I’ve been talking to quite a few people lately about the commercial photography industry, and specifically about educating people, businesses, corporations and organizations about the value of imagery and how commercial photography can be such a huge value for the visibility and growth of business.
First of all, what is commercial photography? Basically, it’s imagery that’s produced to promote commercial ventures, i.e. websites, print ads, corporate publications, billboards, restaurant menus, etc. Most businesses you can think of require commercial photography of some kind for promotion: Realtors, architects, restaurants, vehicle dealerships, fashion companies, health & Wellness and I could go and on, but you get the picture.
The importance of imagery to most businesses is massive; without it advertising simply consists of words! It’s pretty tough to explain a business properly without visual depiction and of course this is where a commercial photographer comes in to play. Look for a photographer with a consistent portfolio. This is important because it’s easy to represent yourself with a few of the best shots, however a high end portfolio over a number of years means this person knows what they’re doing and can deliver. Also, be sure to ask and check references. They should come highly recommended as easy to work with, energetic and professional.
After you’ve decided on a professional it’s time to prep for an actual shoot. Recently I had a friend confess that she was uncertain as to what to expect during their first shoot with the business. I was a bit surprised but then I realized, why wouldn’t she be? I had never worked with her business before and it is an investment! This is one of the reasons for this post.
After you’ve done your diligence and you’ve hired a photographer (and please do your diligence!), you’re ready to prep for a shoot.
1. Arrange a meeting with the photographer to discuss with them how they’ll bring either your or your advertising agency’s vision to life. For example the photography should parallel the business’s brand and style. The photographer may have some helpful ideas on how to improve on that style for visual impact. From this meeting a check list should be formulated that both parties should bring to the shoot.
2. Ask for a fairly accurate quote. An experienced photographer, upon hearing what the content of the shoot needs to be should be able to give a fairly detailed quote, and the final bill should reflect that.
3. Choose a date and time, asking the photographer the best time of day for that subject matter. For office work that’s rarely a concern, but for other businesses it can be vital.
4. Give the employees a heads up, well before the shoot date so they can prepare. To be honest most people aren’t in love with getting a business ‘head shot’ for example, but a good photographer should be able to put someone at relative ease immediately.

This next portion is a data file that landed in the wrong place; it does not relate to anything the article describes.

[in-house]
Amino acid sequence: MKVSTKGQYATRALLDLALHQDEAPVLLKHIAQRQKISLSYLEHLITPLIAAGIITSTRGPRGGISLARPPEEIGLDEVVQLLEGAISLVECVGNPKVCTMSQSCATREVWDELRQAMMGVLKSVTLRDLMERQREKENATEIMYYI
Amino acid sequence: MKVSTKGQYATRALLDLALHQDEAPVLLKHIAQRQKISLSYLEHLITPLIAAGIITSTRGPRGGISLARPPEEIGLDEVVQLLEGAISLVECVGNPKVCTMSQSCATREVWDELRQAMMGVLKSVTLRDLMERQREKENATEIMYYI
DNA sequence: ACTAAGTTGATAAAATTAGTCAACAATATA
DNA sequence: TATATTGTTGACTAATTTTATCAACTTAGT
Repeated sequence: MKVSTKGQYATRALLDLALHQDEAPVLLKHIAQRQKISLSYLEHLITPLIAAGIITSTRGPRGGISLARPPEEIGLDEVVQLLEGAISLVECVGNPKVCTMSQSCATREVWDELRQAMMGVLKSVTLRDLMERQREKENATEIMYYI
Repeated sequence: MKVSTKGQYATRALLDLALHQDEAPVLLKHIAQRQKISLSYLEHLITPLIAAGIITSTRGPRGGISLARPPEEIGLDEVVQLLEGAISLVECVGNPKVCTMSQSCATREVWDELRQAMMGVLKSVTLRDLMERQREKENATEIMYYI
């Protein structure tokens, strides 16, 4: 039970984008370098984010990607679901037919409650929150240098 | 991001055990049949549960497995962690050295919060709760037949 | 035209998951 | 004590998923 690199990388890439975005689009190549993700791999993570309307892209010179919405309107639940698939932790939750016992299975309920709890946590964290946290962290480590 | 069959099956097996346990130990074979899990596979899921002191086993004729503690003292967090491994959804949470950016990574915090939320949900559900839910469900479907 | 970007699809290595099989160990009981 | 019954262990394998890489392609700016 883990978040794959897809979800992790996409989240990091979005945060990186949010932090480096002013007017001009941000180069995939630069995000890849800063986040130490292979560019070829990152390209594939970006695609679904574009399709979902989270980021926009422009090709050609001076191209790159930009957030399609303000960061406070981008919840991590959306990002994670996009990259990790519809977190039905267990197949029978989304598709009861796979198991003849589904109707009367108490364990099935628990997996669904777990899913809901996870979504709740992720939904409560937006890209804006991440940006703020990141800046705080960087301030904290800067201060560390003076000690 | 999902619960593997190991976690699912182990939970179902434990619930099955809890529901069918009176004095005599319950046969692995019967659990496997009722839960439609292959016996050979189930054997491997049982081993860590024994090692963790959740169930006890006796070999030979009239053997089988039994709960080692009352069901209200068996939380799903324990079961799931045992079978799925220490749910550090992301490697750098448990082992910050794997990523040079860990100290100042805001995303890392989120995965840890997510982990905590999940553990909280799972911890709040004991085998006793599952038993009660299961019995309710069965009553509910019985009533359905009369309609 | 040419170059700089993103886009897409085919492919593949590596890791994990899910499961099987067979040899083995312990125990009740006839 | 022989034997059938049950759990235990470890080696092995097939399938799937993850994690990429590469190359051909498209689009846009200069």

5. If you’ve decided that your space or office needs to be showcased, make sure it’s not only clean, but clean of clutter so that distractions are at a minimum. This helps a lot!
6. During the shoot keep a dialogue with the photographer, make sure they’re staying on point and ask to see at least some of the images. If you’re missing something let them know. Personally I love being in frequent communication because it assures the client we’re getting what they need. Remember this is about your business not the photographer’s.
7. At the end of the shoot go over the check list that you created. Make sure nothing is missing!
8. When you’re comfortable with what’s been accomplished, confirm the time line of the finished product. I can’t speak for any other photographer but personally I always have the images to a client within a week so they can proceed with marketing/advertising.
9. Ask if there will be further charges for post processing if changes need to happen. For example if you’d like to see an image lightened or re-sized for an application.
10. Make sure you have what’s known as ‘non-exclusive rights’. This is where you can utilize your images in any way if it pertains to your business: Print, web, billboards, television, etc. What you can’t do is distribute the images to say, your employees. This is known as third party distribution. All images are jointly owned by the photographer and business, however the photographer does still have control.
I hope that sheds some light on commercial photography and the process of a photo shoot. Remember, this process should be fun! I’m not exaggerating here either. Part of a good photographer’s job is to not only create strong, impactful, emotive imagery for you but to make the shoot an experience that is positive and helps to bring your team together. You’re not spending your hard earned dollars to be anything but helped and entertained 🙂
The images that I’ve used in this post are from two local businesses: ‘Your Yoga Loft’ and Grasslands Dental Care. Both located in Kamloops. Check out their websites to see how the imagery has showcased their businesses and increased visibility.
To see more of my work, go to my portfolio here